Block mountains

Meet the Blue Mountains Carvers who cut a Cessna and a Honda

The idea of ​​cutting an airplane into small pieces to be able to send it by plane recalls another pseudo-discipline: that of Alfred Jarry pataphysical – the science of imaginary solutions. The artists have provided an absurd problem and an equally absurd solution. But isn’t that the case with most works of art, however conventional they are? Artists always have pressing problems that no one else recognizes as such.

That’s a lot of work for a visual gag that treats car parts like chunks of meat taken by cavemen to a mighty beast.

On another wall, an even bigger work, We hunt the mammoth (2015) disassemble a Honda into 120 parts and hang them like trophies in mesh bags. That’s a lot of work for a visual gag that treats car parts like chunks of meat taken by cavemen to a mighty beast. There is reason to believe, as Walt Disney showed in Mr. Walker and Mr. Wheeler’s 1950 parable Goofy, that cars bring out the caveman in us.

Claire Healy & Sean Cordeiro, We Hunt Mammoth, 2015, has 12 components (including an entire Honda car)
Credit:silver salt

Had they not been confined to their home port by the closure of Australia’s borders, Healy and Cordeiro would have spent a good chunk of the past two years residing in countries like Japan. Instead, they traveled through their minds, with many pieces made in Blackheath bearing Japanese titles and images.

The duo are made up of accidental sculptors who craft three-dimensional objects and reliefs but are probably more devoted to the image and the idea than to the process. The same could be said for Lindy Lee, whose $ 14.5 million public sculpture for the National Gallery of Australia involves more design than practical involvement. More traditional sculptors believe that the real manufacturing of a part is crucial, whether it requires carving, casting or welding. Healy and Cordeiro allow themselves the conceptual freedom to challenge definitions and to work with found objects, collages, photographs, videos, installations and even Lego.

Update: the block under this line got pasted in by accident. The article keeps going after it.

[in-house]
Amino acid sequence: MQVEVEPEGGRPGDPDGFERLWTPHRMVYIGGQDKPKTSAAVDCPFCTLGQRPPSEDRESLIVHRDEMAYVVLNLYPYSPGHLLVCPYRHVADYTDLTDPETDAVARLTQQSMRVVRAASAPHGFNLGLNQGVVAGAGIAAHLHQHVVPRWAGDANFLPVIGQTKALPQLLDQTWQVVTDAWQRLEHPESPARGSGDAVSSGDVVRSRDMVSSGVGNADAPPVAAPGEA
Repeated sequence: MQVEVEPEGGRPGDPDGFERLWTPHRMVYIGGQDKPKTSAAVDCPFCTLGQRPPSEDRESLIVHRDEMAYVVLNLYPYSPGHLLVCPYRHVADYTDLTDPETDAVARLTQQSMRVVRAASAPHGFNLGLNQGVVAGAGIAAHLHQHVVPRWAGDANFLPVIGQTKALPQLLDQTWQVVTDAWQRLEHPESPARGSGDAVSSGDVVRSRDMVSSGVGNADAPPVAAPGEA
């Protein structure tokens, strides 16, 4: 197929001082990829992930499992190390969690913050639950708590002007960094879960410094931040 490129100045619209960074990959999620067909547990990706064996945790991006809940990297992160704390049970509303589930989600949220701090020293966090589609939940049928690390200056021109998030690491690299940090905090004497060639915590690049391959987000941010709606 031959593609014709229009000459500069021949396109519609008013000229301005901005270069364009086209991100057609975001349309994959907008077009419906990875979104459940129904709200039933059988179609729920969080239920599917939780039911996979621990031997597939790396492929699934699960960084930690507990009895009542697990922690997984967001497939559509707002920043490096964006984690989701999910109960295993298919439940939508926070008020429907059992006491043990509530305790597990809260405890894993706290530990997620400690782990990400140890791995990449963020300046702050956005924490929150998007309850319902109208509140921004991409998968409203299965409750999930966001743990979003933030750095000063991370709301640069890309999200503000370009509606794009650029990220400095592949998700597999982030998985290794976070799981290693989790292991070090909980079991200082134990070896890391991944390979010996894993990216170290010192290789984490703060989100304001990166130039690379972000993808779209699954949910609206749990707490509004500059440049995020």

In this show, a deer, seal, lion, and manta ray are constructed from Lego bricks and combined with rudimentary furniture. They portray a deeply developed relationship with the natural world UNnatural, as exotic animals become decorative household items made from brightly colored pieces of plastic – a substance that is now considered one of nature’s greatest headaches.

Claire Healy and Sean Cordeiro's Lego lion at the <a class=Blue Mountains Culture Center” loading=”lazy” src=”$zoom_0.216%2C$multiply_0.4431%2C$ratio_1.5%2C$width_756%2C$x_4%2C$y_0/t_crop_custom/q_86%2Cf_auto/59cf7f23b1f53a586eac36a98b840e7b75a2bf43″ height=”224″ width=”335″ srcset=”$zoom_0.216%2C$multiply_0.4431%2C$ratio_1.5%2C$width_756%2C$x_4%2C$y_0/t_crop_custom/q_86%2Cf_auto/59cf7f23b1f53a586eac36a98b840e7b75a2bf43,$zoom_0.216%2C$multiply_0.8862%2C$ratio_1.5%2C$width_756%2C$x_4%2C$y_0/t_crop_custom/q_62%2Cf_auto/59cf7f23b1f53a586eac36a98b840e7b75a2bf43 2x”/>

Claire Healy and Sean Cordeiro’s Lego lion at the Blue Mountains Culture Center

Credit:silver salt

In the world explored by Healy and Cordeiro, we make a fetish of nature when our physical involvement is strictly limited. These days we’re all budding environmentalists, wildlife and forest lovers, but we usually prefer these things in virtual form. It is torture for people to turn off their cell phones, even in a movie, let alone visit the bush where there is no reception.

In Block Party (2021), the artists worked with schoolchildren, having them paint landscapes and other images on the backs of disused cell phones. They may imply that we should start looking and stop snapping. How many landscapes captured on mobile will ever be seen again? Or indeed, were they considered in the first place?

Healy and Cordeiro are not going to persuade us to throw away the devices and give up our blind faith in progress. They are just as dependent as everyone else, although they are aware of the looming social situation. If one wanted to identify just one example of technological progress taken as an article of faith, it is difficult to go beyond the government’s “plan” to achieve zero emissions by 2050, which is vitally dependent on technological applications that do not yet exist.


The dromological point of view is that the speed of life increases at a rate which far exceeds our capacity to adapt. Each technological advance is greeted as a miracle, but quickly becomes a psychological necessity. We believe in technology the same way people in the Middle Ages believed in magic or witchcraft, angels and demons, with bizarre conspiracy theories spreading on social media confirming that we’ve never gone beyond medieval mentality. The title of the program, Post-haste, suggests a stop or a break, recently fueled by the pandemic. We don’t seem to come back from that forced break in a more reflective frame of mind.

Claire Healy & Sean Cordeiro: Post-haste
Blue Mountains City Art Gallery until January 16.